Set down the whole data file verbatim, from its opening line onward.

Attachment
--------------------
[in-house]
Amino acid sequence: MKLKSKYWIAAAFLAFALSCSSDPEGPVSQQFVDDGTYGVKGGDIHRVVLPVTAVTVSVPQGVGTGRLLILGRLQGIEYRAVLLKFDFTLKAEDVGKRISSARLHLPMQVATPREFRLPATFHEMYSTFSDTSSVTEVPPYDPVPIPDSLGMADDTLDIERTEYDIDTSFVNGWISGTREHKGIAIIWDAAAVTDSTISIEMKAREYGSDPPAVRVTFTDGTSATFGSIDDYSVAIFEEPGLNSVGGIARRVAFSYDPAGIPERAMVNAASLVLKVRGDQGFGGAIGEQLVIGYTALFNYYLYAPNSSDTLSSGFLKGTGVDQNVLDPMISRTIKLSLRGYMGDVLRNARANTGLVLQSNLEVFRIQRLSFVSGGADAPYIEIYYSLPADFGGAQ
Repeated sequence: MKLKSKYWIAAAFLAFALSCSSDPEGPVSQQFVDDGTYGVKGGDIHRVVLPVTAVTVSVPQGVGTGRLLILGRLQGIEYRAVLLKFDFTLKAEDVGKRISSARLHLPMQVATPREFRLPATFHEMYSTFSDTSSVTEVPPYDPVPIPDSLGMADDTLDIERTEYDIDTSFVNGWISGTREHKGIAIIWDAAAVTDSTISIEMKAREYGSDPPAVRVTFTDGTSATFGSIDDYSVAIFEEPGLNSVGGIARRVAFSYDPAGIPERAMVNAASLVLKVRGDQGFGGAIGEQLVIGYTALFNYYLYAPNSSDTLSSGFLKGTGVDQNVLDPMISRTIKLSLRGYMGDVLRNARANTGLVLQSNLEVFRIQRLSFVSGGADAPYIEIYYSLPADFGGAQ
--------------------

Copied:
[in-house]
Amino acid sequence: MKLKSKYWIAAAFLAFALSCSSDPEGPVSQQFVDDGTYGVKGGDIHRVVLPVTAVTVSVPQGVGTGRLLILGRLQGIEYRAVLLKFDFTLKAEDVGKRISSARLHLPMQVATPREFRLPATFHEMYSTFSDTSSVTEVPPYDPVPIPDSLGMADDTLDIERTEYDIDTSFVNGWISGTREHKGIAIIWDAAAVTDSTISIEMKAREYGSDPPAVRVTFTDGTSATFGSIDDYSVAIFEEPGLNSVGGIARRVAFSYDPAGIPERAMVNAASLVLKVRGDQGFGGAIGEQLVIGYTALFNYYLYAPNSSDTLSSGFLKGTGVDQNVLDPMISRTIKLSLRGYMGDVLRNARANTGLVLQSNLEVFRIQRLSFVSGGADAPYIEIYYSLPADFGGAQ
Repeated sequence: MKLKSKYWIAAAFLAFALSCSSDPEGPVSQQFVDDGTYGVKGGDIHRVVLPVTAVTVSVPQGVGTGRLLILGRLQGIEYRAVLLKFDFTLKAEDVGKRISSARLHLPMQVATPREFRLPATFHEMYSTFSDTSSVTEVPPYDPVPIPDSLGMADDTLDIERTEYDIDTSFVNGWISGTREHKGIAIIWDAAAVTDSTISIEMKAREYGSDPPAVRVTFTDGTSATFGSIDDYSVAIFEEPGLNSVGGIARRVAFSYDPAGIPERAMVNAASLVLKVRGDQGFGGAIGEQLVIGYTALFNYYLYAPNSSDTLSSGFLKGTGVDQNVLDPMISRTIKLSLRGYMGDVLRNARANTGLVLQSNLEVFRIQRLSFVSGGADAPYIEIYYSLPADFGGAQ